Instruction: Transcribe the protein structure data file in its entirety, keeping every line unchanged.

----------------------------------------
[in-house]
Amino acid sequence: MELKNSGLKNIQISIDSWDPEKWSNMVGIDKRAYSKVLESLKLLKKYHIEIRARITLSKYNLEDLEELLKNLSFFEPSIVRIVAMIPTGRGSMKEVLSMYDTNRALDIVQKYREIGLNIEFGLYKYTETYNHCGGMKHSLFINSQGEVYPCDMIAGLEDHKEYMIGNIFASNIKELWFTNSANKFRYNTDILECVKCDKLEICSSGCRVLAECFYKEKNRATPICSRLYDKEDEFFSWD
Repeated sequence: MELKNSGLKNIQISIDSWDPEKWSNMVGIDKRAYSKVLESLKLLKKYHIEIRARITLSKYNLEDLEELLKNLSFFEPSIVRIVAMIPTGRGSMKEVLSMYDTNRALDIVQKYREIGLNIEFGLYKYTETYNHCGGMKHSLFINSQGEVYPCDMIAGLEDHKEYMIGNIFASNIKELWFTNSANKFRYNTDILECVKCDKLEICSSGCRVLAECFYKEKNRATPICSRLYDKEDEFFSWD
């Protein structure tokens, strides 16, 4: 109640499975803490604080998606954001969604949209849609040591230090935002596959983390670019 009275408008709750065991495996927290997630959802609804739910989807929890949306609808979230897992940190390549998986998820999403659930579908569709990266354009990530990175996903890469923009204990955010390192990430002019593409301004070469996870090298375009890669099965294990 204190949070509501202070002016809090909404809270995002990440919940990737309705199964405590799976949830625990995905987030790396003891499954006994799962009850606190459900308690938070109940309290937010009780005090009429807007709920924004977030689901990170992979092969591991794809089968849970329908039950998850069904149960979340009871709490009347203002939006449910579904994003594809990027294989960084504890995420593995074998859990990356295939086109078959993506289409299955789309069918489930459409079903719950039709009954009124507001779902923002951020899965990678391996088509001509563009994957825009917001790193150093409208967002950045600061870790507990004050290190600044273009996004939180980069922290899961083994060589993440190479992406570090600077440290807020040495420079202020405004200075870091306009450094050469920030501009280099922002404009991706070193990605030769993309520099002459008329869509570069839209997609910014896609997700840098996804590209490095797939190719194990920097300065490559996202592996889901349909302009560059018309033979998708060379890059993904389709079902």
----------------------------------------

[in-house]
Amino acid sequence: MELKNSGLKNIQISIDSWDPEKWSNMVGIDKRAYSKVLESLKLLKKYHIEIRARITLSKYNLEDLEELLKNLSFFEPSIVRIVAMIPTGRGSMKEVLSMYDTNRALDIVQKYREIGLNIEFGLYKYTETYNHCGGMKHSLFINSQGEVYPCDMIAGLEDHKEYMIGNIFASNIKELWFTNSANKFRYNTDILECVKCDKLEICSSGCRVLAECFYKEKNRATPICSRLYDKEDEFFSWD
Repeated sequence: MELKNSGLKNIQISIDSWDPEKWSNMVGIDKRAYSKVLESLKLLKKYHIEIRARITLSKYNLEDLEELLKNLSFFEPSIVRIVAMIPTGRGSMKEVLSMYDTNRALDIVQKYREIGLNIEFGLYKYTETYNHCGGMKHSLFINSQGEVYPCDMIAGLEDHKEYMIGNIFASNIKELWFTNSANKFRYNTDILECVKCDKLEICSSGCRVLAECFYKEKNRATPICSRLYDKEDEFFSWD
């Protein structure tokens, strides 16, 4: 109640499975803490604080998606954001969604949209849609040591230090935002596959983390670019 009275408008709750065991495996927290997630959802609804739910989807929890949306609808979230897992940190390549998986998820999403659930579908569709990266354009990530990175996903890469923009204990955010390192990430002019593409301004070469996870090298375009890669099965294990 204190949070509501202070002016809090909404809270995002990440919940990737309705199964405590799976949830625990995905987030790396003891499954006994799962009850606190459900308690938070109940309290937010009780005090009429807007709920924004977030689901990170992979092969591991794809089968849970329908039950998850069904149960979340009871709490009347203002939006449910579904994003594809990027294989960084504890995420593995074998859990990356295939086109078959993506289409299955789309069918489930459409079903719950039709009954009124507001779902923002951020899965990678391996088509001509563009994957825009917001790193150093409208967002950045600061870790507990004050290190600044273009996004939180980069922290899961083994060589993440190479992406570090600077440290807020040495420079202020405004200075870091306009450094050469920030501009280099922002404009991706070193990605030769993309520099002459008329869509570069839209997609910014896609997700840098996804590209490095797939190719194990920097300065490559996202592996889901349909302009560059018309033979998708060379890059993904389709079902």